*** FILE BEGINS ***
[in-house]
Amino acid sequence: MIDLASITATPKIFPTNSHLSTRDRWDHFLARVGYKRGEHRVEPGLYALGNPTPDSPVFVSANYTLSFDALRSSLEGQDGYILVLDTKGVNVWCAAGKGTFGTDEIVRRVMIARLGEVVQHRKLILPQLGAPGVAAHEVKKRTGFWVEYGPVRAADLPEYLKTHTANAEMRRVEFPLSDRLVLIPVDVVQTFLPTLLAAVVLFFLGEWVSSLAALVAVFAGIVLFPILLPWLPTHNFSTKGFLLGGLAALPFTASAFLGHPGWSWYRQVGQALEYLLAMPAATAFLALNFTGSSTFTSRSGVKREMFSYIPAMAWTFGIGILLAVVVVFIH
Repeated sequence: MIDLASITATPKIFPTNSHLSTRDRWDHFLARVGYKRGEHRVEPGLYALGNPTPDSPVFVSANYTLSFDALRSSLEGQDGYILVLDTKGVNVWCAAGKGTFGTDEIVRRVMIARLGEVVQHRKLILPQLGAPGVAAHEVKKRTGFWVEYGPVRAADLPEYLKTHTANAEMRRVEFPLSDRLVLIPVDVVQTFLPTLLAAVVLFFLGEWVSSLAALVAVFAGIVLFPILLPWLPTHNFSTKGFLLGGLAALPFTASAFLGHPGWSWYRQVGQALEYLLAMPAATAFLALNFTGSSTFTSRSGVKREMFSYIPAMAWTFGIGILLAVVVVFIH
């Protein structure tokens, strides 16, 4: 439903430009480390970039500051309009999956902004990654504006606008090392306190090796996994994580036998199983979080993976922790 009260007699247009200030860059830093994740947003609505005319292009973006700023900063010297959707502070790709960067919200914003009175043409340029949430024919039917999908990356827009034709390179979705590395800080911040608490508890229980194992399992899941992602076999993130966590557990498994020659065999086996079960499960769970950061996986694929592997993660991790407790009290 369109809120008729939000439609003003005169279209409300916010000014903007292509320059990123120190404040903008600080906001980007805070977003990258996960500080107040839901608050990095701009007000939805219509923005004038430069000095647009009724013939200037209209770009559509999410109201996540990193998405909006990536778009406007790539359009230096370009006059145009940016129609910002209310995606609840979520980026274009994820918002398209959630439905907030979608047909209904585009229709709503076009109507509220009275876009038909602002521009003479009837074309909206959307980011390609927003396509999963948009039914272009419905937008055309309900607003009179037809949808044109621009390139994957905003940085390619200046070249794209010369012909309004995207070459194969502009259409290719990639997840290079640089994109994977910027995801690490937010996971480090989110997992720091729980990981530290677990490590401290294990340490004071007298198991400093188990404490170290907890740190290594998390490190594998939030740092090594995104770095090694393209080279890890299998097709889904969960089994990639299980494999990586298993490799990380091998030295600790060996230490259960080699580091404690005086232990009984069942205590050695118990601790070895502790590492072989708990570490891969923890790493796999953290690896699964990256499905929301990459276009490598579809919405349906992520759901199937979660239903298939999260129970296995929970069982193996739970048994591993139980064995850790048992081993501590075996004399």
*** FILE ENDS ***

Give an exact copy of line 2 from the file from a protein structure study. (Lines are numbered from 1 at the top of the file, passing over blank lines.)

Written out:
Amino acid sequence: MIDLASITATPKIFPTNSHLSTRDRWDHFLARVGYKRGEHRVEPGLYALGNPTPDSPVFVSANYTLSFDALRSSLEGQDGYILVLDTKGVNVWCAAGKGTFGTDEIVRRVMIARLGEVVQHRKLILPQLGAPGVAAHEVKKRTGFWVEYGPVRAADLPEYLKTHTANAEMRRVEFPLSDRLVLIPVDVVQTFLPTLLAAVVLFFLGEWVSSLAALVAVFAGIVLFPILLPWLPTHNFSTKGFLLGGLAALPFTASAFLGHPGWSWYRQVGQALEYLLAMPAATAFLALNFTGSSTFTSRSGVKREMFSYIPAMAWTFGIGILLAVVVVFIH